But it appears this sense of brotherhood may have faltered in his final hours: police are investigating whether his comrades were behind his execution.
Mr Davey – nicknamed Ruthless – was gunned down on home turf in Sydney's west on March 30.
He had been a well-known member of the Rebels MC, members of which flocked in droves to pay their respects at his funeral.
Michael Davey in happier times
Davey had been on the police radar since his late teens and was facing trial for drug supply when he was killed.
Tattoos across his body pledged an allegiance to the club but Fairfax Media understands Mr Davey wanted to leave.
Homicide detectives are looking closely at a few potential motives for his death, including that Mr Davey was shot and killed under direction from his own club when he wanted to patch out.
However, police can't discount the possibility that a conflict between the Finks and Rebels motorcycle clubs in the city's north-west, or a disagreement stemming had something to do with his death.
Sources say he was close to Mark Easter, who held a level of seniority as sergeant at arms of the Rebels Sydney chapter.
Easter was executed nine months before his younger brother. Both men left behind young sons, whom friends say they cared for.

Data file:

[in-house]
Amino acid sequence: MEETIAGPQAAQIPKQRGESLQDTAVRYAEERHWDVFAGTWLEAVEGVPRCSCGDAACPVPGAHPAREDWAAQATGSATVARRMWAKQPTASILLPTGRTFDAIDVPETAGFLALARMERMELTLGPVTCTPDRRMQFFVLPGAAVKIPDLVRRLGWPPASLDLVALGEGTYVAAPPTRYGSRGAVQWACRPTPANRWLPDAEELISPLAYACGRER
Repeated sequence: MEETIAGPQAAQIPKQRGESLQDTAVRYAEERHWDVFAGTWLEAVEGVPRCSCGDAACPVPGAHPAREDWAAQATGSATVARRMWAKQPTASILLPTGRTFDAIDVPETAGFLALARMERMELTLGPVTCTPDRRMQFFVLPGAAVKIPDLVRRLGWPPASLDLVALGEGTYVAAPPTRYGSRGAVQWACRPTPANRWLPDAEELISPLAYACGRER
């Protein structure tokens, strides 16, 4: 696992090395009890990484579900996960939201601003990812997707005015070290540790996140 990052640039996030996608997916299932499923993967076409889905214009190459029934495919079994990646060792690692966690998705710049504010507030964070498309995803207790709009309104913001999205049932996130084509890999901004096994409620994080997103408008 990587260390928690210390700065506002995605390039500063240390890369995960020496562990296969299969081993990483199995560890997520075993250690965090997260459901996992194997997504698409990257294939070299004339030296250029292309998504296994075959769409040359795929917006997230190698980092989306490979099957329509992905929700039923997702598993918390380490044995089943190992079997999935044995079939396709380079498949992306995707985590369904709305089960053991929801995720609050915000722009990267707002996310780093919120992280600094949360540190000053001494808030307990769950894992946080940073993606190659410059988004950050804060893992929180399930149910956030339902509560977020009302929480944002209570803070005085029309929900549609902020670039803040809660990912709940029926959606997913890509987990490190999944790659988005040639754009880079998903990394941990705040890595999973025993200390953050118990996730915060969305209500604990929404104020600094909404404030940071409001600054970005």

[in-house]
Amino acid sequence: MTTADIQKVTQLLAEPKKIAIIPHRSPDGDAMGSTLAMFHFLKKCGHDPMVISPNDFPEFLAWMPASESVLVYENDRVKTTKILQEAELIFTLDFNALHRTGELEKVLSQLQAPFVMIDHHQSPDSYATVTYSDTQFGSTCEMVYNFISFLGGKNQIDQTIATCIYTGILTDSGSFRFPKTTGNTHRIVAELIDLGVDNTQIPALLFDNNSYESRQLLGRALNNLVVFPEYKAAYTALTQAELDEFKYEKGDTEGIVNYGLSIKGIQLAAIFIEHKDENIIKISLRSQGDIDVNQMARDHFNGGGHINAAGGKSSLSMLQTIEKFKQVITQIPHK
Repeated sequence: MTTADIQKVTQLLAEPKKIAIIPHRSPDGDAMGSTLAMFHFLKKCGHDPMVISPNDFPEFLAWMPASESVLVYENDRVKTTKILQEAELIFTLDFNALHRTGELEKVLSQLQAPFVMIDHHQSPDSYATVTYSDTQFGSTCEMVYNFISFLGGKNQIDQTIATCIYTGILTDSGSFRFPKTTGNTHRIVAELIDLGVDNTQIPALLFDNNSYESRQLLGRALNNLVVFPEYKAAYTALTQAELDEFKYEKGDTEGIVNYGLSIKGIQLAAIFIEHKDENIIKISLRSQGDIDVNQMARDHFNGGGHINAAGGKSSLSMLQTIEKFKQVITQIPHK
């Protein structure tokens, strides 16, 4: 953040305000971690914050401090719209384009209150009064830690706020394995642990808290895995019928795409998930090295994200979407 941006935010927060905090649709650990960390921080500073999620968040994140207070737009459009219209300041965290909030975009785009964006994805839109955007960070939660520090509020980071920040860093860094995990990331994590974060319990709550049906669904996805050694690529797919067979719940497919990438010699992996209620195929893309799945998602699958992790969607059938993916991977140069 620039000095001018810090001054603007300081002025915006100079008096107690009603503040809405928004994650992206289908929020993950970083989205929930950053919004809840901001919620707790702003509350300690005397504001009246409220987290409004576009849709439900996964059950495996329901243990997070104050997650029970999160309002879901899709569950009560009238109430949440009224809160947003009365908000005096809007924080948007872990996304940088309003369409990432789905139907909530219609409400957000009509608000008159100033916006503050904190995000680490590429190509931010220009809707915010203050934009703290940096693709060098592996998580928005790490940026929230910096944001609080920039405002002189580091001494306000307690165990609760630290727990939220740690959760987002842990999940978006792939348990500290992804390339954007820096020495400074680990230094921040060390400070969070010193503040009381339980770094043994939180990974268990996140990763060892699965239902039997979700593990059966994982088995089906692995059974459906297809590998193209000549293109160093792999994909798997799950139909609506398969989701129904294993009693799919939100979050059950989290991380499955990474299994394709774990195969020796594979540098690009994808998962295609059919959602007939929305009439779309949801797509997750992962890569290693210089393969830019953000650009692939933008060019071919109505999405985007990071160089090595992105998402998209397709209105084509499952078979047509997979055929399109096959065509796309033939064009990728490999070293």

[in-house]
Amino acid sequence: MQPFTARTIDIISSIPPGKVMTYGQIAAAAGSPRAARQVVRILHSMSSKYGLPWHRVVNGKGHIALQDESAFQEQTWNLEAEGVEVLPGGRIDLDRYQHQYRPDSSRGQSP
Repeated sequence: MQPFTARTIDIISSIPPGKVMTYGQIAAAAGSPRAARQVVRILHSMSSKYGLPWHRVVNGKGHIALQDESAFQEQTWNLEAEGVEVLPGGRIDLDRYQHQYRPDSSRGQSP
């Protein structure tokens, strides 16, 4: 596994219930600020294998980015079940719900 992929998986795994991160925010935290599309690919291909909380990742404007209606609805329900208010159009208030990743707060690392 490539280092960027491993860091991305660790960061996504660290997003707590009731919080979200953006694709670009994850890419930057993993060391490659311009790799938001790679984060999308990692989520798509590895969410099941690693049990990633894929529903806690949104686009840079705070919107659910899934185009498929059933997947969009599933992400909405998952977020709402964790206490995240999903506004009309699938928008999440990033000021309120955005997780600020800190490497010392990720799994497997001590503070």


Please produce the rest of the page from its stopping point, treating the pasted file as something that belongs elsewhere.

While the killings are thought to be unrelated, it is understood police believe Easter's murder was plotted from within the club after he put someone "off side".
Easter, remembered by friends as a "loving father and honest man", left his Little Bay home after having dinner with his partner Biancha Simpson in June 2015, and was not seen alive again.
Investigators say there wasn't anything out of the ordinary about him leaving the house that night, but they believe he was killed shortly afterwards.
Rebels MC at a glance
His body was dumped a few days later just off the Pacific Highway at Cowan, north of Sydney.
Police believe Easter's murderer didn't act alone.
"He is a fair-sized man and in order to dump his body, it would have required more than one person," Homicide Squad Detective Chief Inspector David Laidlaw said in April.
The club has been plagued by internal conflicts and patch outs ever since their national leader, Alex Vella, was left exiled in Malta when his Australian visa was cancelled.
SOURCE: The Sydney Morning Herald